Dear church,

From the very beginning of humanity, the end has been in sight. God’s purposes have been clear. The victory has been certain (Genesis 3:15). At times in the history of God’s people, the way has seemed veiled and mysterious, but God never has been vague about the fact that his chosen ones would be secure. Salvation would come them, and so would a Savior. 

“I see him, but not now; I behold him, but not near …” Time always has stood between God’s people and the final fulfillment. Time remains in the way today, although we don’t know how much of it. The first coming of the Messiah came as a surprise to many, and the second coming will be the same way. 

But the end is certain, even if it seems distant sometimes. God will emerge victorious, and his people will be saved from every enemy, human or spiritual. Sin and death will be cast away, and the chosen nation will dwell secure in its own land – a new heaven and earth. 

All of these things remain in the background of our lives. We must not forget them as we do the things we must do today. We have goals that we seek to accomplish in this life. Kids need to be raised. Projects need to be completed. Anniversaries need to be celebrated. Retirements must be enjoyed. 

But we must not lose sight of the end. To keep the end in view, and the uncertain nature of “not now” and “not near,” means we might pursue the things of our lives differently. We might take more time for some things and less time for others. We might check and double-check some of our work more closely, knowing it is important in light of the end. And we might leave some tasks unfinished, knowing they will make no difference at the final appearance of the “star” and “scepter.”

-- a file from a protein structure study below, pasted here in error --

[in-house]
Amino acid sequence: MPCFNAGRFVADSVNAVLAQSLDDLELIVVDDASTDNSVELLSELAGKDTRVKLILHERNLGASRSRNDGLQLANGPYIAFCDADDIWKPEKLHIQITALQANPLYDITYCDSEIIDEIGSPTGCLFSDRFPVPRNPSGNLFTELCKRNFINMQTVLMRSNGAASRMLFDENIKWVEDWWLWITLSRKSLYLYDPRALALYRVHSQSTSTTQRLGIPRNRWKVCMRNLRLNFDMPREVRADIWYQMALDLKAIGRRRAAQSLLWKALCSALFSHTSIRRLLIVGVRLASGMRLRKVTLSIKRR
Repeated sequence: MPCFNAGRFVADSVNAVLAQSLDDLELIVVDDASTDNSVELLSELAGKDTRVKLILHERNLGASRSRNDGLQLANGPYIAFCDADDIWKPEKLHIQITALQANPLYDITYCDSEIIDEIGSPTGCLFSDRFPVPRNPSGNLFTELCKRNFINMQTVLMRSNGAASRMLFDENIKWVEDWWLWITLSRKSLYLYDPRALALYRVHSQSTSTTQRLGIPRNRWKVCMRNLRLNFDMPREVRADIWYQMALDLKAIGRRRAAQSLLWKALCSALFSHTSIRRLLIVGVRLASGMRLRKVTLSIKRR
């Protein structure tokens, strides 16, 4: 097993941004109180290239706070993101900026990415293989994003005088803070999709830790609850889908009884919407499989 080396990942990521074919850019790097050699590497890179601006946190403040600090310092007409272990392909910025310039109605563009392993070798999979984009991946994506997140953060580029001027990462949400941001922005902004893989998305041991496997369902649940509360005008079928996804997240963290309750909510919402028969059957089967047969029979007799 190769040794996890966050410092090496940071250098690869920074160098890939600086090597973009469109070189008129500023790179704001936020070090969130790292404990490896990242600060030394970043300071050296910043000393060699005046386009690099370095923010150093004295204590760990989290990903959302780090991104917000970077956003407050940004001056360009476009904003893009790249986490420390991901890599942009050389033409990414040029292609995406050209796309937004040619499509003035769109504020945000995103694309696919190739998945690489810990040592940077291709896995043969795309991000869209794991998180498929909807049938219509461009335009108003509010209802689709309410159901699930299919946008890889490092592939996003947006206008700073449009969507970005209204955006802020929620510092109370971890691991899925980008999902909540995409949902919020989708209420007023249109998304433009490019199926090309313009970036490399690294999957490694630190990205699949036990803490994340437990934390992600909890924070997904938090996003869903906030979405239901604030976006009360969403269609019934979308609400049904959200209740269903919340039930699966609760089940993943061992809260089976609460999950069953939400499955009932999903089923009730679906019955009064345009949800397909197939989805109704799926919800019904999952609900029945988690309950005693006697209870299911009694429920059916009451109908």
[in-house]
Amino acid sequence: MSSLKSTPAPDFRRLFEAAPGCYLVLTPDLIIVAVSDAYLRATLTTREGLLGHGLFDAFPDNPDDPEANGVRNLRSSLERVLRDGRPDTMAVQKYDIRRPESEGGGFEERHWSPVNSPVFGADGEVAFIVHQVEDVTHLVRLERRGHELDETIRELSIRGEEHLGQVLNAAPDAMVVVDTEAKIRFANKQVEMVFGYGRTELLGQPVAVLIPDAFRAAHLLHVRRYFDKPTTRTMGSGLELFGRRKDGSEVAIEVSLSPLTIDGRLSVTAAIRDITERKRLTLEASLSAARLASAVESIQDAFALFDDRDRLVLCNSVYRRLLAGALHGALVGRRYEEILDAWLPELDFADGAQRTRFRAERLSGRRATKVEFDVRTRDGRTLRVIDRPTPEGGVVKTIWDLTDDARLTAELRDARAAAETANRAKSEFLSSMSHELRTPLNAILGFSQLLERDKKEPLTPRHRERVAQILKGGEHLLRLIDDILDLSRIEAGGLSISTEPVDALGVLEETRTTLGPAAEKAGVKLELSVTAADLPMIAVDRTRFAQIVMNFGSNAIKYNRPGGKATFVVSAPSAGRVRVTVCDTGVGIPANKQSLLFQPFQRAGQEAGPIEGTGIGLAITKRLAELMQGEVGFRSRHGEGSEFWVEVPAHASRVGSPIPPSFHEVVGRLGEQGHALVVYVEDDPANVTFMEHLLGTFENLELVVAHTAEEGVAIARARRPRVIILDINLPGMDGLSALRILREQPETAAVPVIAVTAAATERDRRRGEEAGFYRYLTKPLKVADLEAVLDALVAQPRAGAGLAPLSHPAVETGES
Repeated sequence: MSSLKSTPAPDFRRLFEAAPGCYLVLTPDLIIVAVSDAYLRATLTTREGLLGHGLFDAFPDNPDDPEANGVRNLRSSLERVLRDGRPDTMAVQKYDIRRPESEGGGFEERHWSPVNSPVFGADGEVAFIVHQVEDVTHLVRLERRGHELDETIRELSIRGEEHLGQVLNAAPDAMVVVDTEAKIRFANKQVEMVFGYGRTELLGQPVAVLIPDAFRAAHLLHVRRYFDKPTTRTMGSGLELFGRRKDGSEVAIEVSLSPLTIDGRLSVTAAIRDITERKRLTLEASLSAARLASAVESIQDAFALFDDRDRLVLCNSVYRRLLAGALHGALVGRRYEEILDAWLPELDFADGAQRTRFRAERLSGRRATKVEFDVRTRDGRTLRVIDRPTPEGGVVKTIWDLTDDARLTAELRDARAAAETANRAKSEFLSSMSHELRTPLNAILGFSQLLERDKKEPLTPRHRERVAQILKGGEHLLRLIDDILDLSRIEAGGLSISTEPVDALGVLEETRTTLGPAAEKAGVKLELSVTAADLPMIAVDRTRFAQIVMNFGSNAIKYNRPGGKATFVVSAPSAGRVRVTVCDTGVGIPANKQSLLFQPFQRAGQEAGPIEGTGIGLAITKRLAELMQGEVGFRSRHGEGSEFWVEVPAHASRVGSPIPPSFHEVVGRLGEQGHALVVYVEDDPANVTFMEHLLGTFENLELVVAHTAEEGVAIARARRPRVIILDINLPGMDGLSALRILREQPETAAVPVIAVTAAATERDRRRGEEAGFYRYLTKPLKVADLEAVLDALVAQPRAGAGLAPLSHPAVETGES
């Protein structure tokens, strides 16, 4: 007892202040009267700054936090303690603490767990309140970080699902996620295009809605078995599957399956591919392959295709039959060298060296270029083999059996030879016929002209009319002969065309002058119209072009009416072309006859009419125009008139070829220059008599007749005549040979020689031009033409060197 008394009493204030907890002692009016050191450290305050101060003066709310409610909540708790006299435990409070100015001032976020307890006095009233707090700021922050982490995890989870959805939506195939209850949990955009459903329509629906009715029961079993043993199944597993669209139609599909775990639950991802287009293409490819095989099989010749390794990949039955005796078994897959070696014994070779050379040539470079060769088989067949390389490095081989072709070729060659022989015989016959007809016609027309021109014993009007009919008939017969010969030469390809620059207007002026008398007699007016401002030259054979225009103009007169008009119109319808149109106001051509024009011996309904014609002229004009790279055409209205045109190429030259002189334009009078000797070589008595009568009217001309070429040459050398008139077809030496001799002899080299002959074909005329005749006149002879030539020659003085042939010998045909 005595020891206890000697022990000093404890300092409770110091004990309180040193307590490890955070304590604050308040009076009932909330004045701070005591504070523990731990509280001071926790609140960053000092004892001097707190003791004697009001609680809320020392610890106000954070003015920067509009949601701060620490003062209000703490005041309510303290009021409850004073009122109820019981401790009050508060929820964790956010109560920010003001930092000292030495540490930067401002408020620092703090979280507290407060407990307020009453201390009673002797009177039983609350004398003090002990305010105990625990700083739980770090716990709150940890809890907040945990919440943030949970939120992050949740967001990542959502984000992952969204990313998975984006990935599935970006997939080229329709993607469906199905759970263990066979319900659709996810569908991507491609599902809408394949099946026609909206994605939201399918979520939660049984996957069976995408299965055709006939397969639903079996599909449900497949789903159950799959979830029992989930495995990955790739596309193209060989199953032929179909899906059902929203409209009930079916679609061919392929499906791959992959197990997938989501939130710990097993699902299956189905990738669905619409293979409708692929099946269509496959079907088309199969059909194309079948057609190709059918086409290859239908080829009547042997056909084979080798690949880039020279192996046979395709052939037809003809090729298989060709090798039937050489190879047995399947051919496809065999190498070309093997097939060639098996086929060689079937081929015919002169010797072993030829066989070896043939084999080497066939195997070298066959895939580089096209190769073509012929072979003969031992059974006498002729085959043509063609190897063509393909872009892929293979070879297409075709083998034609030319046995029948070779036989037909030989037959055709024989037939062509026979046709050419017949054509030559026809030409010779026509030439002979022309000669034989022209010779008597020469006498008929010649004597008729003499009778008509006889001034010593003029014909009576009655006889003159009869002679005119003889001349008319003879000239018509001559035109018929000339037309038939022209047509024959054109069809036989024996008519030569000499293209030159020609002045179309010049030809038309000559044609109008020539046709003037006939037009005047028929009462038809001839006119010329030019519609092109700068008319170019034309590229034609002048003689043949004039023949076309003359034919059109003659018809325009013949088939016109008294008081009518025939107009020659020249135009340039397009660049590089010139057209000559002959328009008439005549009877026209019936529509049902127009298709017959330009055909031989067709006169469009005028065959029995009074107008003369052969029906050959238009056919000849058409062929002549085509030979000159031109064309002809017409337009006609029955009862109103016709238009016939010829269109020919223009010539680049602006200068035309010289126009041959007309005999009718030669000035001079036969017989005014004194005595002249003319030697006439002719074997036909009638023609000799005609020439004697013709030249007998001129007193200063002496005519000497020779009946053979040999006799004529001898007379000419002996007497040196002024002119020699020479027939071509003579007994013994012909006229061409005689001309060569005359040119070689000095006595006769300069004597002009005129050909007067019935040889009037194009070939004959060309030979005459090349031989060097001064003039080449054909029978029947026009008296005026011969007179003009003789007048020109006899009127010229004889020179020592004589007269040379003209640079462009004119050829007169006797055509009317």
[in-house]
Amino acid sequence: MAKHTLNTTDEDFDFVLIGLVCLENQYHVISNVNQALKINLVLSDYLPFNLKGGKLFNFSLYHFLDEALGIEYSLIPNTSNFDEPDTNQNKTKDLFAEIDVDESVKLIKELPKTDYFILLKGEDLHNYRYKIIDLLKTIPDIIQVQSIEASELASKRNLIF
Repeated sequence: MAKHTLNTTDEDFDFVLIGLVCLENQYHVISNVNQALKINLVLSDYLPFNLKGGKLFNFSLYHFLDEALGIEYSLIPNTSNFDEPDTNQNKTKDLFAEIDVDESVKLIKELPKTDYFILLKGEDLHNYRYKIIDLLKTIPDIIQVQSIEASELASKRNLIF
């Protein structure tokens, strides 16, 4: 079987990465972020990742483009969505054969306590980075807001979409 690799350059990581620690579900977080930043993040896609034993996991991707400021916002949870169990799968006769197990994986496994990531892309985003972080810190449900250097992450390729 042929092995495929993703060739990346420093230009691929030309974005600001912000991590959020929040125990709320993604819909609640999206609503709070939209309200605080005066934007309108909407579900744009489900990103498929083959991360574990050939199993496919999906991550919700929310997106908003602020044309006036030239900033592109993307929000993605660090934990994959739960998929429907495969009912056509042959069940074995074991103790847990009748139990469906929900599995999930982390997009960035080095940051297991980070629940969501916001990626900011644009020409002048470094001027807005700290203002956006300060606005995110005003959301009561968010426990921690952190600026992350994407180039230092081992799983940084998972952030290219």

What we must not do, after learning of God’s final and perfect end to this redemption project, is what Balaam and Balak did. They went away, back home to their old lives. They seemed to resist the truth that this story was a story they ought to join – that this end of things was one that ought to dictate the rhythms of their own lives. 

What would it have been like if this prophet and king had come down the mountain and humbly approached the tents of Jacob, not to curse or to attack, but to join – knowing God’s end for His people even better than the people themselves?


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